Ultimately, Justice Macleod decided that the JOA provided Eagle with a clear, contractual right to take over operatorship, despite the receivership and accompanying stay of proceedings. Stating that finding the contrary would “be tantamount to appropriating Eagle’s right for the benefit of Bumper’s creditors”, Justice McLeod lifted the stay and declared that Eagle was entitled to enforce the terms of the JOA.
As this was a liquidating receivership, the purpose of the stay was to permit the “orderly realization and distribution” of Bumper’s assets, rather than the ongoing survival of Bumper. This distinguishes this case from other insolvency proceedings where the goal is either to sell a company as a going concern or where the company is seeking to restructure its affairs. As stated by Justice Macleod at paragraph 20 of the decision, this liquidating scenario was different from that dealt with in the case of Norcen Energy Resources Ltd v Oakwood Petroleums Ltd (1988), 1988 CanLII 3560 (AB QB), 92 AR 81 (ABQB), 63 Alta LR (2d) 361:
In that case s. 11 of the Companies Creditor’s Arrangement Act, RSC 1970, c C-25 (CCAA) was at issue. Section 11 gives very broad powers to the Court in situations where arrangements involving compromise can be utilized to rescue insolvent companies. The CCAA has proved to be an extraordinarily flexible Act. The Act has been used effectively to give debtors respite from creditors in order to allow the stakeholders to negotiate a proposal for continuing the business, rather than allowing the business to fall into bankruptcy. Here, the issue is not Bumper’s survival but the realization on its assets.
In the Norcen case, the court upheld the stay and permitted the company under CCAA protection to retain operatorship in order to help facilitate it remaining a going concern. In this case, Bumper’s assets were in the process of being sold and there was no “going concern” to be preserved.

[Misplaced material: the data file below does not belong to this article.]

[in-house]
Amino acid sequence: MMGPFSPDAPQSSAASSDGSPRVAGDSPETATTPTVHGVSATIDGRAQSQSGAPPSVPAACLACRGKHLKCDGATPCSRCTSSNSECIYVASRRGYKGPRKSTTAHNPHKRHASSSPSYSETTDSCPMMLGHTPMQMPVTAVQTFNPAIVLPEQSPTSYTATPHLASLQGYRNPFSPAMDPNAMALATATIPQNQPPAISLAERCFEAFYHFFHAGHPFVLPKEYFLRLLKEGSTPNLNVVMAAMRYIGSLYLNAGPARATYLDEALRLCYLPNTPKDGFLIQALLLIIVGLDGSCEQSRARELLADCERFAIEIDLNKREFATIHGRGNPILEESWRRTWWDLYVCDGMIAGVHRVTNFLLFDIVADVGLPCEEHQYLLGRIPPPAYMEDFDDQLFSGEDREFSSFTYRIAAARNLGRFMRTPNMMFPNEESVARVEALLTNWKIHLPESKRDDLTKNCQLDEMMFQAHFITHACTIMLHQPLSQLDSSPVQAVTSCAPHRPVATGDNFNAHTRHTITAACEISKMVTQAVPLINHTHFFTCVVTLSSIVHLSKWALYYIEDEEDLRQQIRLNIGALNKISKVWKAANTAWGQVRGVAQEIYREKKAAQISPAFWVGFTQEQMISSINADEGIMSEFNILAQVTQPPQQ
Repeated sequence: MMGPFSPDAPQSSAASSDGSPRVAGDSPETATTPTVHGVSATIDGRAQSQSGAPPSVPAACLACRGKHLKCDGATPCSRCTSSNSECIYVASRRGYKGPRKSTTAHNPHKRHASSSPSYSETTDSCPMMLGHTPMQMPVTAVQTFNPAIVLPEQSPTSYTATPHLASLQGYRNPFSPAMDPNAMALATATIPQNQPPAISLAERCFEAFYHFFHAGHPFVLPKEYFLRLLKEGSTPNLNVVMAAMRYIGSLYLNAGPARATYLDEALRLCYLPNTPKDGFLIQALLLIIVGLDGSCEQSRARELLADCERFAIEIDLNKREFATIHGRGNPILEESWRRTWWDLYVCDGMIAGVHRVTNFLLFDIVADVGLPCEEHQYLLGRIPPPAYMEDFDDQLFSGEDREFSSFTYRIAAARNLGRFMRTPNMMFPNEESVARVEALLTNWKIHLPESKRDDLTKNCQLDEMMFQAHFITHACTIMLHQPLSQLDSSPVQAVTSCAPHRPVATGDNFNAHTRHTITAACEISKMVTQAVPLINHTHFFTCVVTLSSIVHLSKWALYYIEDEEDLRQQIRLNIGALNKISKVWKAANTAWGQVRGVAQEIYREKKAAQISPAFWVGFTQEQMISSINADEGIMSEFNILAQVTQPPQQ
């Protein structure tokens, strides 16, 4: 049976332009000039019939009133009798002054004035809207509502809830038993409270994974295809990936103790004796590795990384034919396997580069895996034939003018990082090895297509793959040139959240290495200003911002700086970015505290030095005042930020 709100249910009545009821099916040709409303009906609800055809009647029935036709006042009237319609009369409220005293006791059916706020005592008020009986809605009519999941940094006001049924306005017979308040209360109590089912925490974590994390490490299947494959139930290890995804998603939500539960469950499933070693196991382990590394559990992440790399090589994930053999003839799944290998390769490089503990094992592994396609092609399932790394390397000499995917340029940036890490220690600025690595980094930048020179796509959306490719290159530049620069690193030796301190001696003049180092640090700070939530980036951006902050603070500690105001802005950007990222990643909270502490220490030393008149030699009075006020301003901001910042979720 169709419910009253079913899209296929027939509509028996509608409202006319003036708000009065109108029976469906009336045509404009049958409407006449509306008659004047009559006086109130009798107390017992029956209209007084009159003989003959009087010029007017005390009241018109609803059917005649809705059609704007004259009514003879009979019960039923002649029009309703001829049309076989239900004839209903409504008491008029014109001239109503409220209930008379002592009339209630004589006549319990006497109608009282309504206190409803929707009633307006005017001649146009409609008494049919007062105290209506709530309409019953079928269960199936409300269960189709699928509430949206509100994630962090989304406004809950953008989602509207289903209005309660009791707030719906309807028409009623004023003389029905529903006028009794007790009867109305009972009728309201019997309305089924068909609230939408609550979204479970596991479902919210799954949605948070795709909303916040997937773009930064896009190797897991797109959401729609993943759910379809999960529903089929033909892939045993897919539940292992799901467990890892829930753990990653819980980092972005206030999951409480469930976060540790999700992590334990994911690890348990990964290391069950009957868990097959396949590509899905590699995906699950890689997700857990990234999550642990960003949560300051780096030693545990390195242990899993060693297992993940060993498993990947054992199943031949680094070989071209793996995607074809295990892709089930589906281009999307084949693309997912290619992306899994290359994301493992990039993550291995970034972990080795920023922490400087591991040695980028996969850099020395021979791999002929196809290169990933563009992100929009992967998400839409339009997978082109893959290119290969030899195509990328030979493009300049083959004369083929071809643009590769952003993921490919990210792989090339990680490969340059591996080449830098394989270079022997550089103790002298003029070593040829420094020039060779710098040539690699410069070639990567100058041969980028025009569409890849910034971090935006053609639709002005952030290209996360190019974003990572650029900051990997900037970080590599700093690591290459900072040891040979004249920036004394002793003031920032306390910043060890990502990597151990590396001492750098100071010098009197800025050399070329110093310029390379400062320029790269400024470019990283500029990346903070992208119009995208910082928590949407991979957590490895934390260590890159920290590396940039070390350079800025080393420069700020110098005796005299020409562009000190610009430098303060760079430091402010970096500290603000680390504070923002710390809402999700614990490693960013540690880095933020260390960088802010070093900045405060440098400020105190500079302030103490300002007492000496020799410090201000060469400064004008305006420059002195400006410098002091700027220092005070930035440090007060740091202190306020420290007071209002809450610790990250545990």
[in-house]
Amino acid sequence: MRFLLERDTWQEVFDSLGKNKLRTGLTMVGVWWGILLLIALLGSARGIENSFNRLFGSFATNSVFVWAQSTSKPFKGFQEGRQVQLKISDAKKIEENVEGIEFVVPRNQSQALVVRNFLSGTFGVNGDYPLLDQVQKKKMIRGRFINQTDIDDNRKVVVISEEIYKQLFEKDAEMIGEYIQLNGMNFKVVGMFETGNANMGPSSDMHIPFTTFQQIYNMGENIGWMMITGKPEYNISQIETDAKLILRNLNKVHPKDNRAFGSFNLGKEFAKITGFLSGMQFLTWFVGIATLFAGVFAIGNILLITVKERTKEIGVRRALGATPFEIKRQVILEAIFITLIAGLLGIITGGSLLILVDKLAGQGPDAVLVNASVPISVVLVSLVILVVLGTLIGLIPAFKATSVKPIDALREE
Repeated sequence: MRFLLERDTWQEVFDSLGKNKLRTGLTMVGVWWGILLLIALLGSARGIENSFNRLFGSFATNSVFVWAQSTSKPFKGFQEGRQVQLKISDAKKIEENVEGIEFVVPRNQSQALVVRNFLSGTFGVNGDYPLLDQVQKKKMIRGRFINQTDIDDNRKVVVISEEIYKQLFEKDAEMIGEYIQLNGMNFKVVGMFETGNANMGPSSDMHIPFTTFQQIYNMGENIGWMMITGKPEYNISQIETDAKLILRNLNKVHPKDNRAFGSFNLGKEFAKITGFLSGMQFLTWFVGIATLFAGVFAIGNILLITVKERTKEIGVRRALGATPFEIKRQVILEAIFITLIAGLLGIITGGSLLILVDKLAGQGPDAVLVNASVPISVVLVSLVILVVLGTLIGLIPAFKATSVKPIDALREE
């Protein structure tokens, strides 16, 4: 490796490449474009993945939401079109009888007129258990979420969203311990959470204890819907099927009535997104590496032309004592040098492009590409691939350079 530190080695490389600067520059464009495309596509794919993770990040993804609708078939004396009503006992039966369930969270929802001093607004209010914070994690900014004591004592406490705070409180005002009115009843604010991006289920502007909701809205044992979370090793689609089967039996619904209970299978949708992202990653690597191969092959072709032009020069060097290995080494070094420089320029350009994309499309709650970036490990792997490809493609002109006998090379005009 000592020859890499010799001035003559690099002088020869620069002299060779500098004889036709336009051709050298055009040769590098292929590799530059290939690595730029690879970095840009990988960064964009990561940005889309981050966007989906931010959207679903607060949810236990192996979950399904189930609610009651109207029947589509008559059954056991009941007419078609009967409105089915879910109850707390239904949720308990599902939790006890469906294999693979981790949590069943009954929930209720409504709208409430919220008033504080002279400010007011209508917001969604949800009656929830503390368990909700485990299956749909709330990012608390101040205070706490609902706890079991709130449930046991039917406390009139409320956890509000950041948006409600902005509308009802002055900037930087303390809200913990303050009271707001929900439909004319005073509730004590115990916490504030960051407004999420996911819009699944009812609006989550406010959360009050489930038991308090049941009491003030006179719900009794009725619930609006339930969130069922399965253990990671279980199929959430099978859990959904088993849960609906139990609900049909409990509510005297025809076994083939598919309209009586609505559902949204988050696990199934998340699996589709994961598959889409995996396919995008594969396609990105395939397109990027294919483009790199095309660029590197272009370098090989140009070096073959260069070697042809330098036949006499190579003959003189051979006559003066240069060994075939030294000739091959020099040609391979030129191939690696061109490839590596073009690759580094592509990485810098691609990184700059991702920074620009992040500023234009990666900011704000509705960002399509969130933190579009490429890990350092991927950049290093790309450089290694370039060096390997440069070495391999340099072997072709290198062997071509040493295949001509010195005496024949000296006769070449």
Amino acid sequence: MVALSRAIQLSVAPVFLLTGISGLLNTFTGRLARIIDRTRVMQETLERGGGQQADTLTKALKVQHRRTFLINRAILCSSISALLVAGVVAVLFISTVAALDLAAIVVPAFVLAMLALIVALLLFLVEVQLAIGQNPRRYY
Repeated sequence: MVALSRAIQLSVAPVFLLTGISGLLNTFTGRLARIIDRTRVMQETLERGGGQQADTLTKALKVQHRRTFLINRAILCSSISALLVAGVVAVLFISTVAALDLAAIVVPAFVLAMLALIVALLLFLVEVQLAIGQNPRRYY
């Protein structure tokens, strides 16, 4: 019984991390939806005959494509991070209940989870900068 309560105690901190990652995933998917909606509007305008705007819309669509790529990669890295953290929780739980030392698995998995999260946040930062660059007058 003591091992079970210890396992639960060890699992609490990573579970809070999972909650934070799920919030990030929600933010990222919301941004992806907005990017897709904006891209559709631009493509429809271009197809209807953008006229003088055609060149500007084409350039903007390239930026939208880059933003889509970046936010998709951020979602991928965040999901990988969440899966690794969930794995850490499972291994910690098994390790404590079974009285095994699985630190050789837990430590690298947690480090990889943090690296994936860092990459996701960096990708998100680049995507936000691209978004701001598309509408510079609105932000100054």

So, what does this decision mean for joint-operator’s rights in the event of an insolvent operator? First, it clearly depends on the goal of the insolvency proceedings: sell off the assets of the debtor company or rearrange the debtor’s affairs and preserve its business as a going concern? Given this decision, a joint-operator is likely going to have more success enforcing its rights under a JOA when dealing with a liquidation scenario and, as a corollary, less success when the insolvent operator is using the process to restructure and carry on in operation. Second, this case illustrates the importance of being aware of an operator’s financial situation. In the event that an operator becomes insolvent or commits an act of bankruptcy, a notice to replace the operator should be served as soon as possible pursuant to the applicable replacement of operator provisions. Alternatively, if a trustee/receiver has already been appointed, contacting the trustee/receiver at the outset to advise of the intention to enforce the JOA and seeking the lifting of the stay early in the proceedings may be more likely to result in a decision in the joint-operator’s favour.